Carbohydrates are important. They are stored as glycogen in your liver and muscles and are released when needed. The glycogen is broken down into glucose in the liver for release to the brain when the brain needs glucose, which is its source of energy.
When you have worked out, especially at an intermediate or advanced level and have not eaten carbohydrates after the workout, you run the risk of bonking when liver glucose levels are down. Bonking looks like: weakness, lightheadedness, confusion and low coordination.
I may have experienced this years ago while on a low-carbohydrate diet. I went out in the middle of July to a house party. I was talking to someone and the next thing I felt was the cold patio cement under my head. I spent the night on a couch with a wool blanket in the 90-degree-heat.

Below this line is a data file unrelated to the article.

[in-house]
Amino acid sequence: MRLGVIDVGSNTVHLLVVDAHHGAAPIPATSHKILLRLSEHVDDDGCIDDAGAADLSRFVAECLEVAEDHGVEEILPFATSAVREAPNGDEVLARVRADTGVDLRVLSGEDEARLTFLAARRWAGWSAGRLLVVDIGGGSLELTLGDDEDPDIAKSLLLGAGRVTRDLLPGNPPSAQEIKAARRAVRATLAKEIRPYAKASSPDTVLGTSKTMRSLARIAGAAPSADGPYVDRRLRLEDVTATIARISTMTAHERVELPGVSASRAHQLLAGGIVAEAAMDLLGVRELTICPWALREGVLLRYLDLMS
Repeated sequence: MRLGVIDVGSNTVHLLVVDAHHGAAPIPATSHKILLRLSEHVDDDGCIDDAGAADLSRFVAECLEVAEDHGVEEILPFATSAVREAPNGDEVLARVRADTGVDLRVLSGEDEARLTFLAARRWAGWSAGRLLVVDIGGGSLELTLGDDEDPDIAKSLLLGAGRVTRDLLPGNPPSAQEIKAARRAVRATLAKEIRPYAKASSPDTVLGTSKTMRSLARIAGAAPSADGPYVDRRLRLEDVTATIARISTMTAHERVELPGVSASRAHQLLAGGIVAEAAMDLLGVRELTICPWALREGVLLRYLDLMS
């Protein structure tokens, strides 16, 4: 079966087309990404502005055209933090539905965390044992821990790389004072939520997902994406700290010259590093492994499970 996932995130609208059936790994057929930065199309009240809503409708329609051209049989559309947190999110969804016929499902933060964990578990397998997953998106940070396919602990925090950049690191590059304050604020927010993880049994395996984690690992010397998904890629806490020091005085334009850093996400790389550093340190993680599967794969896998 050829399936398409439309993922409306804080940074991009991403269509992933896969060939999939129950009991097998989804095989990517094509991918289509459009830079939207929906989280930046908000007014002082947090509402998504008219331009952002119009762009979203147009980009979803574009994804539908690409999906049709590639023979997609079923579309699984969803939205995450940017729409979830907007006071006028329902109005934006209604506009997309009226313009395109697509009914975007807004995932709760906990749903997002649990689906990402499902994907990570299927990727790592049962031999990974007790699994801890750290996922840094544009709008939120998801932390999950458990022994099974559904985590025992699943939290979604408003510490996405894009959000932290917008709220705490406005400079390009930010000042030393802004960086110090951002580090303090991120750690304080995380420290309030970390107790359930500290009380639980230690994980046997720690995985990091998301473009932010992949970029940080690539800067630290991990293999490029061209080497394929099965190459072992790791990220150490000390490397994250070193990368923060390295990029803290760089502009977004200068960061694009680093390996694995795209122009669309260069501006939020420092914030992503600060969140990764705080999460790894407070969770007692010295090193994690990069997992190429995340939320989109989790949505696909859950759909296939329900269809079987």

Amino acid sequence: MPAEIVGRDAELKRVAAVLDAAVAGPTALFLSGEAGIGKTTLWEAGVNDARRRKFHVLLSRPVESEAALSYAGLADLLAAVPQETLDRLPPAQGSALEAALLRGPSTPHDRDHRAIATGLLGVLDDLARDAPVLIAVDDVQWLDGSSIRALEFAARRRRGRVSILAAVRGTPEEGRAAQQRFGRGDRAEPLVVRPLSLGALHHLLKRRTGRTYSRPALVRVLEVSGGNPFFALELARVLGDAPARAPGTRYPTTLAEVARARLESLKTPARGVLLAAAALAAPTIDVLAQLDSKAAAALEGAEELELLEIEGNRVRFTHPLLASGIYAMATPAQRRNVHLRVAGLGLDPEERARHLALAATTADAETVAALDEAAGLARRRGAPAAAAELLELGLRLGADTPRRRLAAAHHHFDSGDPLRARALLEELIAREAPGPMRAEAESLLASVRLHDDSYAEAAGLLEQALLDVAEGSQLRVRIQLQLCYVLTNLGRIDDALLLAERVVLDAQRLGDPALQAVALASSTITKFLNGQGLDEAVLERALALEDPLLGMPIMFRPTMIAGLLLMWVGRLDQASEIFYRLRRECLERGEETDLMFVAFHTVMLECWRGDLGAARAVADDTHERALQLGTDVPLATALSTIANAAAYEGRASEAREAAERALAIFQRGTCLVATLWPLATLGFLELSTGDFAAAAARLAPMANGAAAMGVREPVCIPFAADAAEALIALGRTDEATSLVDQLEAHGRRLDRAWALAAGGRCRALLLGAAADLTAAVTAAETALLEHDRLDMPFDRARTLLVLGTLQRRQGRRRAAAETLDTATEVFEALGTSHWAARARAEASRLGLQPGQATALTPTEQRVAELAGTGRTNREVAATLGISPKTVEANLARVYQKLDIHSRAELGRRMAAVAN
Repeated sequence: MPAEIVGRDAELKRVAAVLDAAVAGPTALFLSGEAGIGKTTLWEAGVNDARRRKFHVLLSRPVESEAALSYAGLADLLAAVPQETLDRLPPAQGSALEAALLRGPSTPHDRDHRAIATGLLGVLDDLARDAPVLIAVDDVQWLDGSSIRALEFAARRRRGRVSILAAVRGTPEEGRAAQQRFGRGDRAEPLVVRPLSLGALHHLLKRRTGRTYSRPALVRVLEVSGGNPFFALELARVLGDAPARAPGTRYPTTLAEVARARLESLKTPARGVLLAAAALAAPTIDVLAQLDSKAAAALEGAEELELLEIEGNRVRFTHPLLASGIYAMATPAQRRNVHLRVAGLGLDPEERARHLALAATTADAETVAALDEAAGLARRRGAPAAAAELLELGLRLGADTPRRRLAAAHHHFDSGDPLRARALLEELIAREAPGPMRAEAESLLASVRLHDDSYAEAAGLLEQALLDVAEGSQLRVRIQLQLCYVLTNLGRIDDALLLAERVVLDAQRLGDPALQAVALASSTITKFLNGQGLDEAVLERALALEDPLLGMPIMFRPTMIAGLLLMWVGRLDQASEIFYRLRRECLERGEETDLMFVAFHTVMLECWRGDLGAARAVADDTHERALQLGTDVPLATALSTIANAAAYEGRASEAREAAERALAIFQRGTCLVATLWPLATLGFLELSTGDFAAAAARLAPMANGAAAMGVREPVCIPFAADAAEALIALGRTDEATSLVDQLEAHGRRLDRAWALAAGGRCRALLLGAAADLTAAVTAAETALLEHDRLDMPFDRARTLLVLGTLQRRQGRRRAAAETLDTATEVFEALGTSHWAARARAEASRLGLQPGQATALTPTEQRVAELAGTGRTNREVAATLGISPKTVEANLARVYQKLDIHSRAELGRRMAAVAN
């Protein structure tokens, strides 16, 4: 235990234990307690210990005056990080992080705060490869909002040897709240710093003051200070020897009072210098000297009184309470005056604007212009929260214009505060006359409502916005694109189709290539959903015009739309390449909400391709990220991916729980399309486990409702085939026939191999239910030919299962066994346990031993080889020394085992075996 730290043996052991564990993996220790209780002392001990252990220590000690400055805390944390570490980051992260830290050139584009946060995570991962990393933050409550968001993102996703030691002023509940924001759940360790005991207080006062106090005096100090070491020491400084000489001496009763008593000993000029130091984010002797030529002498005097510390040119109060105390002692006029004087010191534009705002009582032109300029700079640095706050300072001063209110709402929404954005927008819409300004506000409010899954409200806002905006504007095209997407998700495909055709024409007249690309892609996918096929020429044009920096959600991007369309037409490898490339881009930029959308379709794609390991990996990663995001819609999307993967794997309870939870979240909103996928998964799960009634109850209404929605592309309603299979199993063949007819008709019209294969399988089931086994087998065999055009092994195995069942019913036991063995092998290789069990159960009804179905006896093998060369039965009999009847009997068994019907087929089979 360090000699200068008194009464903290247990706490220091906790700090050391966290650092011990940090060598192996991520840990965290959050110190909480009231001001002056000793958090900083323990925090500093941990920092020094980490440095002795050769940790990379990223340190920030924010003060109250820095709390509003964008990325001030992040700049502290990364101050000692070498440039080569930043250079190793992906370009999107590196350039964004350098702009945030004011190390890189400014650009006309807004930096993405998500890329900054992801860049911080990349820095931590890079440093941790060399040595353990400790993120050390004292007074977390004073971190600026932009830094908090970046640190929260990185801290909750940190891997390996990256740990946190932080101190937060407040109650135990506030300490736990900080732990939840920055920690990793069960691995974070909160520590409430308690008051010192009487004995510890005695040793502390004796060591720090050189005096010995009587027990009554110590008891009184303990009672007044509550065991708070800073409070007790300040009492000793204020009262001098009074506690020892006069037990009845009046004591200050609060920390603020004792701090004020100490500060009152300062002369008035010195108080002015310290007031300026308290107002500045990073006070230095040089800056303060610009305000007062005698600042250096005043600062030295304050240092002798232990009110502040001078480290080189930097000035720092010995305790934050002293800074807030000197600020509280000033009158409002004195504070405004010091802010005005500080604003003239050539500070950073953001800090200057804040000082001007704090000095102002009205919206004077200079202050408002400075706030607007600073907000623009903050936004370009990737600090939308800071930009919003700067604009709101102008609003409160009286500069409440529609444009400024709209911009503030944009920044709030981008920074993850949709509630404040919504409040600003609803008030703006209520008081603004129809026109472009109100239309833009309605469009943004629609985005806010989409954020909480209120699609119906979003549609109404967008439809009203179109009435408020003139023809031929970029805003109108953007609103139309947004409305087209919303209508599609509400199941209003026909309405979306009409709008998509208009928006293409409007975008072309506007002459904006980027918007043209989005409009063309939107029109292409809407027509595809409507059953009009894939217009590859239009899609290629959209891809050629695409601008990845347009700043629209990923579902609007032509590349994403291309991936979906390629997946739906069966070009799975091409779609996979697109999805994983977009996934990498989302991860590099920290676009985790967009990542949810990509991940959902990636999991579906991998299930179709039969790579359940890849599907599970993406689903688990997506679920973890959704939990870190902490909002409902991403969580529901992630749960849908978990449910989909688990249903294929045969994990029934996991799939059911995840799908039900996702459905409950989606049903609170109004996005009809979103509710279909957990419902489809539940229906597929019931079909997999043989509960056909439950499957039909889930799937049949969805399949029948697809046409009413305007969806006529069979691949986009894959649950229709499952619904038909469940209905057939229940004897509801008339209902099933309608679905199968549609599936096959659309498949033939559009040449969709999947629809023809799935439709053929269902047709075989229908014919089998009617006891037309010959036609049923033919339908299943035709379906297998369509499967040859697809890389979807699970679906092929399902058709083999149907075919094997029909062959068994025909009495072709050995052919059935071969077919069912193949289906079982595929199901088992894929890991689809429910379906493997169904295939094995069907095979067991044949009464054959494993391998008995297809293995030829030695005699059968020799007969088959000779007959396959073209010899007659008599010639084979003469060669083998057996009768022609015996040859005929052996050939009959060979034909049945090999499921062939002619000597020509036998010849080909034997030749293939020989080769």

Some of this information was taken from Winning Sports Nutrition by Linda Houtkooper, PhD, RD, FACSM, Jaclyn Maurer Abbot, PhD, RD and Veronica Mullins, MS, RD, CSCS.
Disclaimer: None of the above information can be taken as a substitute for advice from a medical professional such as a physician.
My third book, Pocket Guide to Fitness, is available on www.louizapatsis.com, http://www.authorhouse.com, www.bn.com and http://www.amazon.com. If you look up my name on those Web sites, you will find my other books The Boy in a Wheelchair and Life, Work and Play: Poems and Short Stories.